Some studies indicate that 3 out of 4 people suffer from speech anxiety; that is an astounding 75%.
Most people would rather jump through rings of fire than give a speech. Just the thought of speaking in public can create sweaty palms. People who can speak in public are revered. Have you ever been afraid to express your opinion? Have you ever believed your not good enough? Or you thought your ideas and opinions had merit but you were unable to articulate your perspective? You are not alone. If you’d like to improve your public speaking skills now is your best hour. So let’s get started: Here are 21 Real Life Habits for Success ® Improve Your Public Speaking. The first 7 deal primarily with speech format. I am going to share them in a fast paced manner. As you are listening think of which ones you want to acquire. Toward the end of the program I will do a summary of all 21 habits.
“You gain strength, courage and confidence by every experience in which you really stop and look fear in the face.” -Eleanor Roosevelt
1. USE AN ATTENTION GETTER. Light a fire under your audience. Gain attention by telling a quick joke, asking a question, offering a famous quotation, sharing a story or citing a statistic. Use this technique whether you are speaking to an audience for three hours of thirty seconds. An attention getter allows you to focus the mind of your audience. Ultimately, it draws your audience in to listen to what you have to say.
2. INTRODUCE YOURSELF AND YOUR SUBJECT. What is the subject you are addressing? What is the topic you are sharing with your audience? State your subject explicitly. Examples are: “I’d like to talk with you about the importance of recycling.” Or, “I’m going to share with you the differences between a Mac & and a PC.” This is also where you tell your audience who you are, unless you were formally introduced. Even if you are formally introduced, though you can still share with you audience more about who you are and why you are qualified to speak on the subject.
“Before I speak, I have something important to say.” Groucho Marx
3. STATE YOUR PURPOSE. Why are you speaking? What is your intent? State your purpose to your audience. Tell the audience why you are speaking to them. If your subject is The Importance of Recycling, your purpose may be stated as, “I’d like to share with you why and how you can recycle so we can save the planet.” This tells the audience what you want to achieve as a result of your presentation.
“Any idea, plan or purpose may be placed in the mind through repetition.” Napoleon Hill
4. PREVIEW YOUR SUBJECT’S MAIN POINTS. What is it that you are going to address in your presentation? This is where you briefly tell your audience what you are going to tell them. Basically, it’s a quick preview of your main points. The preview is a way to help your audience more easily follow what you are going to say. A preview is not always necessary, especially when your presentation is shorter than 2 minutes.
“Good order is the foundation of all things.” Edmund Burke
5. ORGANIZE YOUR MAIN POINTS. This is the central content of your message. Avoid making your audience decipher your key points or ideas. Every great written or verbal presentation is well organized. This makes it easy for your message to be understandable and increases your listener’s faith in your expertise. Take a few minutes to jot down your main or central ideas before offering them to others. Shorter presentations should contain less main points. Avoid packing too many main points into your presentation.
“If you have an important point to make, don’t try to be subtle or clever. Use the pile driver. Hit the point once. Then come back and hit it again. Then hit it a third time—a tremendous whack.” Winston Churchill
6. SUMMARIZE YOUR PRESENTATION. This is simply a quick review of what has been said. Reiterate your main points. This helps your audience to remember what you presented. Basically you follow the process of telling them what you are going to tell them, tell them, and tell them what you told them. Avoid giving your entire presentation again in your summary.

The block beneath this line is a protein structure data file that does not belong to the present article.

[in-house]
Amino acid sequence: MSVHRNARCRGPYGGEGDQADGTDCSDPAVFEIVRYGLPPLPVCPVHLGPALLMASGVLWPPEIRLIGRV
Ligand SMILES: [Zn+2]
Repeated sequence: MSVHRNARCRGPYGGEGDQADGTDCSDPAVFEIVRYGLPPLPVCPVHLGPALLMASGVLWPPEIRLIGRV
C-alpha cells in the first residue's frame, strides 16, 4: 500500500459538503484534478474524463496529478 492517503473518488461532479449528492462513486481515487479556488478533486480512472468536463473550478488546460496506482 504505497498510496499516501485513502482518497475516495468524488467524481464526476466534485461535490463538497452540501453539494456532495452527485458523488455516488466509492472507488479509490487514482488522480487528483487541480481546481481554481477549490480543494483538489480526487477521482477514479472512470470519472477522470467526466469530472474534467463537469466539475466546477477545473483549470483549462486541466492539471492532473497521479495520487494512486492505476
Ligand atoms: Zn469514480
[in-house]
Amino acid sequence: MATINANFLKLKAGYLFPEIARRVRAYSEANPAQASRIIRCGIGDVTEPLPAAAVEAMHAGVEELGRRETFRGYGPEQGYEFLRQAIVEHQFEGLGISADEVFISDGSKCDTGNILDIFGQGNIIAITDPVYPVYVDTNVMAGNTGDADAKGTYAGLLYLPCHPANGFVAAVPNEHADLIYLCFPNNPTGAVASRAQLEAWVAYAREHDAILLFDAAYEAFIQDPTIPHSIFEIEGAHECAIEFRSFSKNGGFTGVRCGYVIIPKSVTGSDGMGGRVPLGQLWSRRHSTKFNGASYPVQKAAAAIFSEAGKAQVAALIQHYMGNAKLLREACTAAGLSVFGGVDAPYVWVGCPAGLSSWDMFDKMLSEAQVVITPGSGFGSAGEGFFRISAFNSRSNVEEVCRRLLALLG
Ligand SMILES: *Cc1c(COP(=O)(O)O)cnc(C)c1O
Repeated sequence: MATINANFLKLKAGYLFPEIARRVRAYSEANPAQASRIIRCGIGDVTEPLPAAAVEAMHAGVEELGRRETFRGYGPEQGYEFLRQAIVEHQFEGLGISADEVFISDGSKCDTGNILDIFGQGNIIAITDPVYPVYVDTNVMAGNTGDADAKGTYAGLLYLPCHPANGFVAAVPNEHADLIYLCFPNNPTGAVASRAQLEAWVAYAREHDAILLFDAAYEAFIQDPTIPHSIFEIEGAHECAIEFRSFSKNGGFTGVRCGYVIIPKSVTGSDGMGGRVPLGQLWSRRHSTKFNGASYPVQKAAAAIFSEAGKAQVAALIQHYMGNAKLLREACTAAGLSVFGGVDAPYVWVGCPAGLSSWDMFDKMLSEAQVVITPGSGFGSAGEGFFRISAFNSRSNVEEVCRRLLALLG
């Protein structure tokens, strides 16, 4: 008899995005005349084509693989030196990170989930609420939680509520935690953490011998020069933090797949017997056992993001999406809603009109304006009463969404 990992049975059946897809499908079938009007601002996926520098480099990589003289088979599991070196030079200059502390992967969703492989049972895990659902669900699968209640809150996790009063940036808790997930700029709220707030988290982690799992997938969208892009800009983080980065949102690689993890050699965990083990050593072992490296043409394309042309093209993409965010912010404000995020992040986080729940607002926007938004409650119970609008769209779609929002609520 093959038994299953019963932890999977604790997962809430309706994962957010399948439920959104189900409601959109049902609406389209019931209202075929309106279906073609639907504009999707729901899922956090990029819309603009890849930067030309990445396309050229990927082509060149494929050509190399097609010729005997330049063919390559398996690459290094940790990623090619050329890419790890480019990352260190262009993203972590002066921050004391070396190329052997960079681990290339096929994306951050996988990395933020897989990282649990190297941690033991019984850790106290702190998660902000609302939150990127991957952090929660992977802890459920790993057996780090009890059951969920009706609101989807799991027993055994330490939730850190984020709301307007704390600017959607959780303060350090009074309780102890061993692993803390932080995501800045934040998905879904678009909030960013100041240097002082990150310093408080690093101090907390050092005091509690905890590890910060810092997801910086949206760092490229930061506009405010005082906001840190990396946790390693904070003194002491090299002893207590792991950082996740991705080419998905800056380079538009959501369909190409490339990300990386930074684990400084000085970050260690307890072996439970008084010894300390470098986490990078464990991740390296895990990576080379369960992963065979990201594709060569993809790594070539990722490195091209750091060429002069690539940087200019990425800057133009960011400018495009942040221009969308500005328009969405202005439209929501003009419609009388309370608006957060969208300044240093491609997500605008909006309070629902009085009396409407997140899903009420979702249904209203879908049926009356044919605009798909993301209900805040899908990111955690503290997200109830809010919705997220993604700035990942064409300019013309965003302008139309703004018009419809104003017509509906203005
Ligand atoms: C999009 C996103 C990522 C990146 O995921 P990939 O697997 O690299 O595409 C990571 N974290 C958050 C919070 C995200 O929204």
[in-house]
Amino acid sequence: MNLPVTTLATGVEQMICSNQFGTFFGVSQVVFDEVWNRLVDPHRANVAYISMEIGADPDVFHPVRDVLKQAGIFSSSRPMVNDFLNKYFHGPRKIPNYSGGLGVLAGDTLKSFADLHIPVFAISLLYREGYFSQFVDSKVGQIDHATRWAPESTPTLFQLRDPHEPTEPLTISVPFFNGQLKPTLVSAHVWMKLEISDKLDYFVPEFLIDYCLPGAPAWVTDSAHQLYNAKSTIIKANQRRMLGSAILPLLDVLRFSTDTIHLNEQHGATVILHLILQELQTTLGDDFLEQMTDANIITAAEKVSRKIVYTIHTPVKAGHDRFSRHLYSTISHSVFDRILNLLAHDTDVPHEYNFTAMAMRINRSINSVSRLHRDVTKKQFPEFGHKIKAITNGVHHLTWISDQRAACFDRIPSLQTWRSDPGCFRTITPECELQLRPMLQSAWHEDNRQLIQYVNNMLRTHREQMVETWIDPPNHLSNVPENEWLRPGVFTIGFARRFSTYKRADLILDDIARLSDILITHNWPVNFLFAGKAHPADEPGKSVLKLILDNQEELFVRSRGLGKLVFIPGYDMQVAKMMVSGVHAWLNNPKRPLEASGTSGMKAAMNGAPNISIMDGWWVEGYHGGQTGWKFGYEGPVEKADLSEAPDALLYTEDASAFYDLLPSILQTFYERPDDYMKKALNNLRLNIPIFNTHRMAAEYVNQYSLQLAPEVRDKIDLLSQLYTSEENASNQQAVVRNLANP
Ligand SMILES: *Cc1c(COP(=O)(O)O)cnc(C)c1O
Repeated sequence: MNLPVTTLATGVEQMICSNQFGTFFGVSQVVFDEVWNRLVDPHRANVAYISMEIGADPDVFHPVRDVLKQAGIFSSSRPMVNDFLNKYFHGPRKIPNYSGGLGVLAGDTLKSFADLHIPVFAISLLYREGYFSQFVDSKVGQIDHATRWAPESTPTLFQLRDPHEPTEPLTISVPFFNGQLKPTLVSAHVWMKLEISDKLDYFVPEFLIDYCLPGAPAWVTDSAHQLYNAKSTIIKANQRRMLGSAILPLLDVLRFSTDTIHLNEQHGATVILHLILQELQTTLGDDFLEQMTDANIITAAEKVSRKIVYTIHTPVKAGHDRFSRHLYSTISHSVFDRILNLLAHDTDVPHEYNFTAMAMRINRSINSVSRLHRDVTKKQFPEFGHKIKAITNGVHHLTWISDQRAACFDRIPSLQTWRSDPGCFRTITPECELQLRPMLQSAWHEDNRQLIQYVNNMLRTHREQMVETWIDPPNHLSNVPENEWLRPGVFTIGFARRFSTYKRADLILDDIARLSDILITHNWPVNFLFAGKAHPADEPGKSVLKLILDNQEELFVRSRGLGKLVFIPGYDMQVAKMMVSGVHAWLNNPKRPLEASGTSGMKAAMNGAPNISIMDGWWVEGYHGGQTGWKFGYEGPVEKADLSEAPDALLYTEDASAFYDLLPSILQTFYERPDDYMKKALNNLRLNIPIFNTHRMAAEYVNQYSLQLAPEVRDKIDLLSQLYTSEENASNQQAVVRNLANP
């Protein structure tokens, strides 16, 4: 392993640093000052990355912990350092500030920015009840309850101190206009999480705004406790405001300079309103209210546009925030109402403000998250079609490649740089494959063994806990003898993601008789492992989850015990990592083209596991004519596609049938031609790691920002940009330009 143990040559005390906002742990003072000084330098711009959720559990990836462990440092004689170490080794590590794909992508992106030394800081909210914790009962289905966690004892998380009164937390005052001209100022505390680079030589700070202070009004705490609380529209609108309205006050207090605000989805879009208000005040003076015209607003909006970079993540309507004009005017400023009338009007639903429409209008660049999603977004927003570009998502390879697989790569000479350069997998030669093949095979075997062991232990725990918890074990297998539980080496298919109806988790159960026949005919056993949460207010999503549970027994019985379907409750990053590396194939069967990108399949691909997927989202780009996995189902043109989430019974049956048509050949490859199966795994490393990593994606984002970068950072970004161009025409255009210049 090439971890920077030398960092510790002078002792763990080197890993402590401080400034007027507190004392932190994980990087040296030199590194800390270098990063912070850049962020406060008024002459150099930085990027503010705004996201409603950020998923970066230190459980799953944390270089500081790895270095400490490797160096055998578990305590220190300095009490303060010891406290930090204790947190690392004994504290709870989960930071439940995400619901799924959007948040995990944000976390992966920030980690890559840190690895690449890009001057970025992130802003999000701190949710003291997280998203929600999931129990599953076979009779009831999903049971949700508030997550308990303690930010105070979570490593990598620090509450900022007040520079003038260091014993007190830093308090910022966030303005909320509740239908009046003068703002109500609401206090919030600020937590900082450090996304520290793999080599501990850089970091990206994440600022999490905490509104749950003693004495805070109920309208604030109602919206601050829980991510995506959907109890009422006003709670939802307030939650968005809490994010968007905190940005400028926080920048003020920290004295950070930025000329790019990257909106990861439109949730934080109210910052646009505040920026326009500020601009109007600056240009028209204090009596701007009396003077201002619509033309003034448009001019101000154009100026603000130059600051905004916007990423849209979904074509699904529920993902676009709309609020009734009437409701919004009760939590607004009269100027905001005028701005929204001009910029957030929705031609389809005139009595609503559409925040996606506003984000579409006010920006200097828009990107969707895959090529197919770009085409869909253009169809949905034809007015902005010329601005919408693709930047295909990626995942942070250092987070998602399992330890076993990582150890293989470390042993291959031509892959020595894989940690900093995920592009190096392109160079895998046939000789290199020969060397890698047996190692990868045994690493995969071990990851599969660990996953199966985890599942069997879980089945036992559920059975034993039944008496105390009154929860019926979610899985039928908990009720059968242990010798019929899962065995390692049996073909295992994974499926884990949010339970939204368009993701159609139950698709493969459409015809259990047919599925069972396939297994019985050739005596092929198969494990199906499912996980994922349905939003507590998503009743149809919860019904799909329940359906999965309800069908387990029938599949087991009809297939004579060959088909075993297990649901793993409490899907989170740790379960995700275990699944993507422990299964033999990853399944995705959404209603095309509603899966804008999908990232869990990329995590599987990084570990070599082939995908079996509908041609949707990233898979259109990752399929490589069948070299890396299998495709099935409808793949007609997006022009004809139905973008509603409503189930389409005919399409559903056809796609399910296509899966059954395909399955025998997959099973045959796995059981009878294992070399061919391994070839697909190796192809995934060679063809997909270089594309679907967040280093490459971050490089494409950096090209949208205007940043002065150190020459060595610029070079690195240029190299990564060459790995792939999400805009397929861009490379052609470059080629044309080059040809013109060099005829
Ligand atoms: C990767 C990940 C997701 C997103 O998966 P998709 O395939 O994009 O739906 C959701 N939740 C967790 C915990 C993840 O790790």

7. CLOSE WITH A CALL TO ACTION. This piece of the presentation should contain your call to action. The purpose of a presentation is to get your audience to take action. What action do you want your audience to take? You might simply want your audience to accept your point of view. You might want them to recycle, to vote in your favor, to volunteer in the community. Whatever it is, ask your audience to take some sort of action. After completing your presentation never open the presentation again. You can do a Q & A session though.
Take notice of what Mozart shared, “To talk well and eloquently is a very great art, but that an equally great one is to know the right moment to stop.”
“You have brains in your head. You have feet in your shoes. You can steer yourself in any direction you choose.” Dr. Seuss
8. GET YOUR HEAD STRAIGHT. Anxiety and nervousness are commonly associated with public speaking. So, the first thing you need to do in order be successful is to get your head straight. Here are a couple of ways to do it: Breathe. Take a couple of breaths a few minutes prior to giving your presentation. This will send a message to your autonomic nervous system that helps relax and calm you. Another great practice to get your head straight is to use an affirmation or mantra. Something like, “I am going to do a great job.” Or, “I am calm and relaxed when speaking.” Or, “I am an excellent speaker.” These statements and others have a powerful affect on the mind since we tend to manifest whatever it is we think about. Most people have negation statements that they are repeating to themselves such as: “I am really scared and nervous.” Or, “I am going to goof this up and look really stupid.” Another powerful way to get your head straight is to think of a successful moment in your life. Or, a time when you really enjoyed yourself. This helps to focus your mind on the positive aspects of life, which leaves no space in your head to think pessimistic thoughts.
“You’ve got to do your own growing, no matter how tall your grandfather was.” Irish Proverb
9. CREATE AND SHARE YOUR CREDIBILITY. Listeners will be most influenced by a person whom they perceive is knowledgeable and qualified. You are more likely to take financial advice from a millionaire than you are from a street-corner bum. Make your credentials known with such things as academic degrees, awards or successful experiences. You can do this in your introduction as well as throughout your presentation. You can also show the disadvantages of your point of view to demonstrate your ability to “see it as it is.” Another way to create credibility is to demonstrate your confidence, enthusiasm and sincerity when speaking.
“There are always three speeches, for every one you actually gave. The one you practiced, the one you gave, and the one you wish you gave.” Dale Carnegie